What is my general opinion of the Congress? I believe it was even more managed than at my last Congress in 2019.

The most important tool of management is the CEC recommendation. The CEC positions vary in degrees of support, from Support, via Support with Qualification to Refer and Withdraw. If the qualifications, request to refer or withdraw are refused, then the CEC opposes.  It is my view that the CEC were very cautious in making recommendations, especially between refer and support with qualification. They don’t seem to operate on the principle that ‘other people have good ideas’.

A second important tool of management is using, I should say persuading, regional delegations to refuse to support a branch position leaving an often inexperienced and/or uncommitted delegate to take their motions to the rostrum with an unknown level of support and a known level of hostility. We must note that not all branches are represented at Congress. Also, all delegates except your own region are prohibited from taking an agreed position and have to listen to the debate before deciding which way to vote. Maybe a rule honoured in the breach.

In the so-called interests of speed, there are no speeches from the floor in favour of motions, (although CEC special reports get nine regional contributions which invariably support the CEC position), and also in the interests of speed, they are no longer taking votes on referrals to the CEC, which I consider to be a problem as the ideas in the motion no longer have a Congress mandate.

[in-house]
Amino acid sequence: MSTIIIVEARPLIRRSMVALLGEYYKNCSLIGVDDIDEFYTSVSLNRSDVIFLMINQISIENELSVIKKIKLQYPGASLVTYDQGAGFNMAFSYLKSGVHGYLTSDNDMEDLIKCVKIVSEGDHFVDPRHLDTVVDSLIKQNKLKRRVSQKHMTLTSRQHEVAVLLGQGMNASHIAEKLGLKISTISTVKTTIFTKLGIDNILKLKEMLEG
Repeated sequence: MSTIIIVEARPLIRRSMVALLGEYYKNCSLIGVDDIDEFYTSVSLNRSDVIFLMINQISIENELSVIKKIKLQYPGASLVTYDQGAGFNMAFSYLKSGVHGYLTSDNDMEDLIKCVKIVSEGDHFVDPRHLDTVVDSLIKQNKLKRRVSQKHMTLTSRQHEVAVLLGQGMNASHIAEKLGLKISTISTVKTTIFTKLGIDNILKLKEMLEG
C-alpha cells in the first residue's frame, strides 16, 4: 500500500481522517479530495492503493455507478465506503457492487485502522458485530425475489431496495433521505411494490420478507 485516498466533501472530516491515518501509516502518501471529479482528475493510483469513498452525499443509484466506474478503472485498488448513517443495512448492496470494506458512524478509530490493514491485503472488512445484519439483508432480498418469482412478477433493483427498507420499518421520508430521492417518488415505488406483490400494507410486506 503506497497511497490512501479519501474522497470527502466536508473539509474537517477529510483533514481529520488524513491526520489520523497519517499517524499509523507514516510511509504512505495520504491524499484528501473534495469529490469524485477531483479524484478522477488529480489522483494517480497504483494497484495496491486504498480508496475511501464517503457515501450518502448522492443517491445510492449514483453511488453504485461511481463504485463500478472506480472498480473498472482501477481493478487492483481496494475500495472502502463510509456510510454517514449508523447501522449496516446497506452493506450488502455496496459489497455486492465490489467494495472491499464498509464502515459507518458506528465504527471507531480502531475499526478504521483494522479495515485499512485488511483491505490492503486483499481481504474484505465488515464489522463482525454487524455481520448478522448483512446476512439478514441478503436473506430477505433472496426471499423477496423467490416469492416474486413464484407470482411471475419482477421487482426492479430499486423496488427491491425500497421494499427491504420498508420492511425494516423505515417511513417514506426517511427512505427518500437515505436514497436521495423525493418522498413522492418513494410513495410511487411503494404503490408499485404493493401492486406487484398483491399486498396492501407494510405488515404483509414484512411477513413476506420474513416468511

There were 291 motions published in the original agenda, of which many will have been marked as existing policy and therefore not allocated time for a debate, and five days were planned. In the final agenda, there were 17 composite motions, which reduce the number of total motions to be debated and many more were withdrawn during the conference. The CEC proposed eight reports thus generating 72 speeches in favour of their position.

One aspect of platform management was the withdrawal of most motions on the Labour Party affiliation and its disciplinary process and those motions critical of the CEC on branch finance. The CEC will have notified the delegates that they were opposing, and its possible that the authoring branch weren’t represented in the regional delegation or that the branch delegate didn’t agree with the motions. I have seen this happen at Labour Conference where delegates oppose words proposed by their branches/CLPs.

On the positive side, there were three great speeches which were notable for their militancy and for their reception. Katy Maxwell, from GMB Scotland, moving Composite 8 on Anti-Trade Union laws, the delegate who asked about seemingly missing Shadow Front-bench’s support for the rail-workers and Una Byrne in seconding EM2 on the Rwanda Transportations.

These were all well received; there may be appetite for more militancy from the GMB rank & file than would seem to be welcome from the platform.

GMB22, impressions and a sting in the tail?
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